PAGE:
Summer has not officially arrived, but summer weather has. That means it’s time to taste some summer ales for the first edition of “What Ales You.”

This column should be a lot of fun. I have been drinking beer for more than 40 years, drinking it with some critical approval since I was introduced to the upstairs bar at the Wursthaus in Harvard Square in 1968, and making beer for about 30 years.

“What Ales You” will include some beer and ale news, some history and some opinion, but it is my plan to critically examine at least one beer a week.

The summer ales being tested this week are Geary’s, Shipyard, Samuel Adams, Gritty McDuff’s Vacationland and Casco Bay. These beers were the craft summer beers that my daughter, Tandy Ratliff, could find at the Mill Creek Hannaford’s, since I was too busy to shop. The price was $8.99 a six-pack for the Casco Bay and $9.99 for the other four. Tandy’s husband, Christian, tasted with me.

A disclaimer: Nancy and I own 33 shares of stock in Boston Beer Co. When Boston Beer was doing its IPO, we cut a coupon off a Samuel Adams six-pack and bought 33 shares for $15 a share. I like most of their beer, but not all, and I think I can judge it fairly.

In the initial pour, the Geary’s was quite a bit darker than the rest. Sammy was quite cloudy, Gritty’s was a little bit cloudy with the best head, and Shipyard was the most effervescent.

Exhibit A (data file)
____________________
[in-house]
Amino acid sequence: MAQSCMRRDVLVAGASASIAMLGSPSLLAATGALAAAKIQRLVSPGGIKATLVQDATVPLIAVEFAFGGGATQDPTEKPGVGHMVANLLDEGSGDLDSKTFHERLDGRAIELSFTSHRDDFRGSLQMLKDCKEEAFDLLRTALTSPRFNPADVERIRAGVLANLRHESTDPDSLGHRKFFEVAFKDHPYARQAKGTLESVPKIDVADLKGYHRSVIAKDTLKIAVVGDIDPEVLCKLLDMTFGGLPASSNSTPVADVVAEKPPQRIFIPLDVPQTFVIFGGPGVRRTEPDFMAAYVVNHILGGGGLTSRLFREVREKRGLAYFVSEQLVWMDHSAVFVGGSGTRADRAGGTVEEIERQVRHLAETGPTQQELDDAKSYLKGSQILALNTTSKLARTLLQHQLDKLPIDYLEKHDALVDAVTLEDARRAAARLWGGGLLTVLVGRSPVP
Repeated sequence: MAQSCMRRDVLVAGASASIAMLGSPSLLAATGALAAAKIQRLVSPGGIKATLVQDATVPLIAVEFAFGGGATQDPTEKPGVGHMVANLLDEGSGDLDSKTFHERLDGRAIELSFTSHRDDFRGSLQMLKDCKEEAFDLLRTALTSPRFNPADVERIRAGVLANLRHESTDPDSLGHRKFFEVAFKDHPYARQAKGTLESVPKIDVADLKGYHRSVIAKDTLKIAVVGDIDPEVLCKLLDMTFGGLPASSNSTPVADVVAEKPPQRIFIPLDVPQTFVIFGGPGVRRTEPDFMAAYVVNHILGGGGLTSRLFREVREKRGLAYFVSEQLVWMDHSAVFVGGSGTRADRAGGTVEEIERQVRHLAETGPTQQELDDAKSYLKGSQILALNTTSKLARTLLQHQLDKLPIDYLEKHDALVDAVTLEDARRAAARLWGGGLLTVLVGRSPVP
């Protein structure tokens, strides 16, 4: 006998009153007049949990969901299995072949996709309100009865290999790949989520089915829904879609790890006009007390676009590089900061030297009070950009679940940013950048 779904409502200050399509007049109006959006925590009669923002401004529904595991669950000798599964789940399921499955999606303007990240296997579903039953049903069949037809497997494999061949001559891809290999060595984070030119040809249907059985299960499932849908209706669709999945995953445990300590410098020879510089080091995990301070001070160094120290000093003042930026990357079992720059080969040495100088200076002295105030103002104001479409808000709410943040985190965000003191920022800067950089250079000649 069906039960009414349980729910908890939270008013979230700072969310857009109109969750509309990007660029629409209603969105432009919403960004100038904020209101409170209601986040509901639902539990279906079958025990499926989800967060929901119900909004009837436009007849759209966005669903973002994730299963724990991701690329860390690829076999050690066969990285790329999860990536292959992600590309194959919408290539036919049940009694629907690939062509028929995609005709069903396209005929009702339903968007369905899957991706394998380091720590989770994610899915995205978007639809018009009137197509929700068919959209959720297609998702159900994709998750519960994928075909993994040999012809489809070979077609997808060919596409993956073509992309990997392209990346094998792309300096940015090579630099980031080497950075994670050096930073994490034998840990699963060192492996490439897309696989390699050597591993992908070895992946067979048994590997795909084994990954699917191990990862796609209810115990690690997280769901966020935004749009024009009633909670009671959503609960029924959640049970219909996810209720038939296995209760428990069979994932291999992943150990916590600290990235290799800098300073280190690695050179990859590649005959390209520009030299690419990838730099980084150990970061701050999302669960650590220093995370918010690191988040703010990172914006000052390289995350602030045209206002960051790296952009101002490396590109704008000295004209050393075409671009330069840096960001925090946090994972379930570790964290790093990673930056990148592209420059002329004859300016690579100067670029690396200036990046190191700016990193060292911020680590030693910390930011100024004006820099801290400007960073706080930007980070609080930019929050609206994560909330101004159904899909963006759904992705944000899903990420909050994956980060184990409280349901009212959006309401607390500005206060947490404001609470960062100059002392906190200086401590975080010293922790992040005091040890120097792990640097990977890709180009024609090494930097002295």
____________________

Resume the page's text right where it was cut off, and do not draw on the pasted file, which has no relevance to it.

The Sam Adams is brewed with lemon zest and grains of paradise, a spice, and those aromas dominated. The Shipyard had the most balanced aroma. The others were fairly mild.

I think a summer beer should be light, without a lot of alcohol, because there is a good chance you are going to want more than one. It should be crisp, have a good malt flavor and be easy to drink. This is not a beer you normally would sit and think about.

Neither Christian nor I liked the Samuel Adams. The adjuncts overpowered the malt and hops. That being said, it is a well-made beer – crisp and flavorful, but full of flavors that I don’t particularly like. Samuel Adams Coastal Wheat is a similar style that I like better.

The Geary’s had a good, sweet first taste, but a sour aftertaste. This surprised us, because we had drunk this same beer on a fishing trip the week before and liked it quite a bit. Which just goes to show that analyzing isn’t always a good thing.

The Gritty’s was the hoppiest of the beers, and I liked it. It was nicely bitter, had a fairly strong malt flavor and good body, and was more of a traditional ale. But it was just a bit bitter for a summer ale. The Casco Bay was the sweetest of the beers. It has an almost silky mouth feel, with not much hops at all. It was complex, however, and the flavors lingered for quite a while.

The Shipyard had a floral hops rather than a bittering hops, and was a smooth-drinking beer. The malt was crisp and well balanced.

Christian and I had a hard time deciding which we liked best, and finally said that if we were having a party of regular people, we would serve the Shipyard. If the guests were beer snobs, it would be the Casco Bay.

And for me, when it gets to August and starts getting cool in the evenings, I’ll be drinking some of the Gritty’s.

NEXT WEEK: Summer beers from national brewers.

Tom Atwell can be contacted at 791-6362 or at:

[email protected]